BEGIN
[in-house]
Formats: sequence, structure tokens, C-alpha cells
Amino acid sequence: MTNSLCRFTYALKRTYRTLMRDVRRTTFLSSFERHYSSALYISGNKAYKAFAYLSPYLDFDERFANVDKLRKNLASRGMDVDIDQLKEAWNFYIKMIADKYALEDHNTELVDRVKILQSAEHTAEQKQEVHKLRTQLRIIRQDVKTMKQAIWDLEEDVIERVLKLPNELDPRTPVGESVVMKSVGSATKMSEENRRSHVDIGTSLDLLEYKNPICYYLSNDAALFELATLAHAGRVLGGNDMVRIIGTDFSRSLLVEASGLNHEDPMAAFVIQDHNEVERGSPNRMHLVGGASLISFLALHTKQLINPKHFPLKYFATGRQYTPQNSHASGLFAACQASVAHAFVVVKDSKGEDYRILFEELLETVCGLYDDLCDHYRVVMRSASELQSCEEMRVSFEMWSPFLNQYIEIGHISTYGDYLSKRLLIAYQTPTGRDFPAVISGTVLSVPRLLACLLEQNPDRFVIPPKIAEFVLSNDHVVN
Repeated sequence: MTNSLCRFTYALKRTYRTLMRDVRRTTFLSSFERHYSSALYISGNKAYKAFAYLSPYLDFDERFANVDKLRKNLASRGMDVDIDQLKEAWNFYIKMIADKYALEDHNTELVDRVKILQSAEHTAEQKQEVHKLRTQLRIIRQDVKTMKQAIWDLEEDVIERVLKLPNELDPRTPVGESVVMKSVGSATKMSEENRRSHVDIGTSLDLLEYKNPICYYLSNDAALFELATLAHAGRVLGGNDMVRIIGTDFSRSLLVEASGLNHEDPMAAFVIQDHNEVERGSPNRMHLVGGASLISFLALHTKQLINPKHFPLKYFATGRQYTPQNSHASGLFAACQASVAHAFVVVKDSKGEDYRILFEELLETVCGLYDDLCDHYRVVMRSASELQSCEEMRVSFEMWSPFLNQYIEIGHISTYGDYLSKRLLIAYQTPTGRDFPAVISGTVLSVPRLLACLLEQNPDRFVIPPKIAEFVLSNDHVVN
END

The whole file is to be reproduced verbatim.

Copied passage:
[in-house]
Formats: sequence, structure tokens, C-alpha cells
Amino acid sequence: MTNSLCRFTYALKRTYRTLMRDVRRTTFLSSFERHYSSALYISGNKAYKAFAYLSPYLDFDERFANVDKLRKNLASRGMDVDIDQLKEAWNFYIKMIADKYALEDHNTELVDRVKILQSAEHTAEQKQEVHKLRTQLRIIRQDVKTMKQAIWDLEEDVIERVLKLPNELDPRTPVGESVVMKSVGSATKMSEENRRSHVDIGTSLDLLEYKNPICYYLSNDAALFELATLAHAGRVLGGNDMVRIIGTDFSRSLLVEASGLNHEDPMAAFVIQDHNEVERGSPNRMHLVGGASLISFLALHTKQLINPKHFPLKYFATGRQYTPQNSHASGLFAACQASVAHAFVVVKDSKGEDYRILFEELLETVCGLYDDLCDHYRVVMRSASELQSCEEMRVSFEMWSPFLNQYIEIGHISTYGDYLSKRLLIAYQTPTGRDFPAVISGTVLSVPRLLACLLEQNPDRFVIPPKIAEFVLSNDHVVN
Repeated sequence: MTNSLCRFTYALKRTYRTLMRDVRRTTFLSSFERHYSSALYISGNKAYKAFAYLSPYLDFDERFANVDKLRKNLASRGMDVDIDQLKEAWNFYIKMIADKYALEDHNTELVDRVKILQSAEHTAEQKQEVHKLRTQLRIIRQDVKTMKQAIWDLEEDVIERVLKLPNELDPRTPVGESVVMKSVGSATKMSEENRRSHVDIGTSLDLLEYKNPICYYLSNDAALFELATLAHAGRVLGGNDMVRIIGTDFSRSLLVEASGLNHEDPMAAFVIQDHNEVERGSPNRMHLVGGASLISFLALHTKQLINPKHFPLKYFATGRQYTPQNSHASGLFAACQASVAHAFVVVKDSKGEDYRILFEELLETVCGLYDDLCDHYRVVMRSASELQSCEEMRVSFEMWSPFLNQYIEIGHISTYGDYLSKRLLIAYQTPTGRDFPAVISGTVLSVPRLLACLLEQNPDRFVIPPKIAEFVLSNDHVVN